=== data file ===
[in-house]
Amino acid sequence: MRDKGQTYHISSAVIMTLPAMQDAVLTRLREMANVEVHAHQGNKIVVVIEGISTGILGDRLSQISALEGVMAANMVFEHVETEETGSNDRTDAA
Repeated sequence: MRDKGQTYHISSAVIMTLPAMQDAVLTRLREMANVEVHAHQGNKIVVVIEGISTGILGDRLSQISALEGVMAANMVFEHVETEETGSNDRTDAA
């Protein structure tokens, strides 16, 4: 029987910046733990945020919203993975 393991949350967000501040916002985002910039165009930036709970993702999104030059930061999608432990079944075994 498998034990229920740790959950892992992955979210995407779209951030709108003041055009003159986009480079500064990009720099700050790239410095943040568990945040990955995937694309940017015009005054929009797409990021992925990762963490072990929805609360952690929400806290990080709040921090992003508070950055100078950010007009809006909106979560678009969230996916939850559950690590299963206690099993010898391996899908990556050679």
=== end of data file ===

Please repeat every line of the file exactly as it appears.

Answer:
[in-house]
Amino acid sequence: MRDKGQTYHISSAVIMTLPAMQDAVLTRLREMANVEVHAHQGNKIVVVIEGISTGILGDRLSQISALEGVMAANMVFEHVETEETGSNDRTDAA
Repeated sequence: MRDKGQTYHISSAVIMTLPAMQDAVLTRLREMANVEVHAHQGNKIVVVIEGISTGILGDRLSQISALEGVMAANMVFEHVETEETGSNDRTDAA
């Protein structure tokens, strides 16, 4: 029987910046733990945020919203993975 393991949350967000501040916002985002910039165009930036709970993702999104030059930061999608432990079944075994 498998034990229920740790959950892992992955979210995407779209951030709108003041055009003159986009480079500064990009720099700050790239410095943040568990945040990955995937694309940017015009005054929009797409990021992925990762963490072990929805609360952690929400806290990080709040921090992003508070950055100078950010007009809006909106979560678009969230996916939850559950690590299963206690099993010898391996899908990556050679």